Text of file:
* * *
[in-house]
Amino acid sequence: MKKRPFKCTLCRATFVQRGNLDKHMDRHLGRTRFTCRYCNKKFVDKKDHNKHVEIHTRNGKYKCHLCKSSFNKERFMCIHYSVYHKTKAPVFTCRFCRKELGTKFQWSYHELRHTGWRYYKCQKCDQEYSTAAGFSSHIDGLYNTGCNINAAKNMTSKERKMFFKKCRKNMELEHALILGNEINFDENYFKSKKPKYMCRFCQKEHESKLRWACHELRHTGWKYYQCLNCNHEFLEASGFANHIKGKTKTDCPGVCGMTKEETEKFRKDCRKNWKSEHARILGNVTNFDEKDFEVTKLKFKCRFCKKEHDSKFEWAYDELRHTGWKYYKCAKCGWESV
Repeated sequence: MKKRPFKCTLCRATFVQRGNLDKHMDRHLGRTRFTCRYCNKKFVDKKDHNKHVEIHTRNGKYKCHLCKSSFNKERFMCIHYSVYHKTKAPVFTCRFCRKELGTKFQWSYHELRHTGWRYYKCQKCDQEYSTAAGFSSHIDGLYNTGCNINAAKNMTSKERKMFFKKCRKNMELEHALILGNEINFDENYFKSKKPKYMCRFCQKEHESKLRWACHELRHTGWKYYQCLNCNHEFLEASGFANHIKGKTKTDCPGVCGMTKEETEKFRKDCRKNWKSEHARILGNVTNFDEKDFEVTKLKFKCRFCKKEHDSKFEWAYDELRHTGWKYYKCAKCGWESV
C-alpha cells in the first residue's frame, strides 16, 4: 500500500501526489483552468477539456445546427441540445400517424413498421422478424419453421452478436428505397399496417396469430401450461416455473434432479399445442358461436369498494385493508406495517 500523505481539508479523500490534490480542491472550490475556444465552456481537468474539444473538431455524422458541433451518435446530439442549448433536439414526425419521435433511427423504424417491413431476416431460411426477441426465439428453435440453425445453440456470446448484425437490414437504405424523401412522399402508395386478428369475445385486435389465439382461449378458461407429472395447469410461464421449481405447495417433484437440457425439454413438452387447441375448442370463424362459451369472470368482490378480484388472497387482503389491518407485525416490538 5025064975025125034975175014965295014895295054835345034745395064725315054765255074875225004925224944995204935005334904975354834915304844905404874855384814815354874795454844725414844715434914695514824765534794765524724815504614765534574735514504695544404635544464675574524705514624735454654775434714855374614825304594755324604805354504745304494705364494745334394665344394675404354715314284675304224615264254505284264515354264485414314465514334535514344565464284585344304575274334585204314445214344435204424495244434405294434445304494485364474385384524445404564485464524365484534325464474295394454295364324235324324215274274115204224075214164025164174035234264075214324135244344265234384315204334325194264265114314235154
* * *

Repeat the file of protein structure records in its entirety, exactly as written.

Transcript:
[in-house]
Amino acid sequence: MKKRPFKCTLCRATFVQRGNLDKHMDRHLGRTRFTCRYCNKKFVDKKDHNKHVEIHTRNGKYKCHLCKSSFNKERFMCIHYSVYHKTKAPVFTCRFCRKELGTKFQWSYHELRHTGWRYYKCQKCDQEYSTAAGFSSHIDGLYNTGCNINAAKNMTSKERKMFFKKCRKNMELEHALILGNEINFDENYFKSKKPKYMCRFCQKEHESKLRWACHELRHTGWKYYQCLNCNHEFLEASGFANHIKGKTKTDCPGVCGMTKEETEKFRKDCRKNWKSEHARILGNVTNFDEKDFEVTKLKFKCRFCKKEHDSKFEWAYDELRHTGWKYYKCAKCGWESV
Repeated sequence: MKKRPFKCTLCRATFVQRGNLDKHMDRHLGRTRFTCRYCNKKFVDKKDHNKHVEIHTRNGKYKCHLCKSSFNKERFMCIHYSVYHKTKAPVFTCRFCRKELGTKFQWSYHELRHTGWRYYKCQKCDQEYSTAAGFSSHIDGLYNTGCNINAAKNMTSKERKMFFKKCRKNMELEHALILGNEINFDENYFKSKKPKYMCRFCQKEHESKLRWACHELRHTGWKYYQCLNCNHEFLEASGFANHIKGKTKTDCPGVCGMTKEETEKFRKDCRKNWKSEHARILGNVTNFDEKDFEVTKLKFKCRFCKKEHDSKFEWAYDELRHTGWKYYKCAKCGWESV
C-alpha cells in the first residue's frame, strides 16, 4: 500500500501526489483552468477539456445546427441540445400517424413498421422478424419453421452478436428505397399496417396469430401450461416455473434432479399445442358461436369498494385493508406495517 500523505481539508479523500490534490480542491472550490475556444465552456481537468474539444473538431455524422458541433451518435446530439442549448433536439414526425419521435433511427423504424417491413431476416431460411426477441426465439428453435440453425445453440456470446448484425437490414437504405424523401412522399402508395386478428369475445385486435389465439382461449378458461407429472395447469410461464421449481405447495417433484437440457425439454413438452387447441375448442370463424362459451369472470368482490378480484388472497387482503389491518407485525416490538 5025064975025125034975175014965295014895295054835345034745395064725315054765255074875225004925224944995204935005334904975354834915304844905404874855384814815354874795454844725414844715434914695514824765534794765524724815504614765534574735514504695544404635544464675574524705514624735454654775434714855374614825304594755324604805354504745304494705364494745334394665344394675404354715314284675304224615264254505284264515354264485414314465514334535514344565464284585344304575274334585204314445214344435204424495244434405294434445304494485364474385384524445404564485464524365484534325464474295394454295364324235324324215274274115204224075214164025164174035234264075214324135244344265234384315204334325194264265114314235154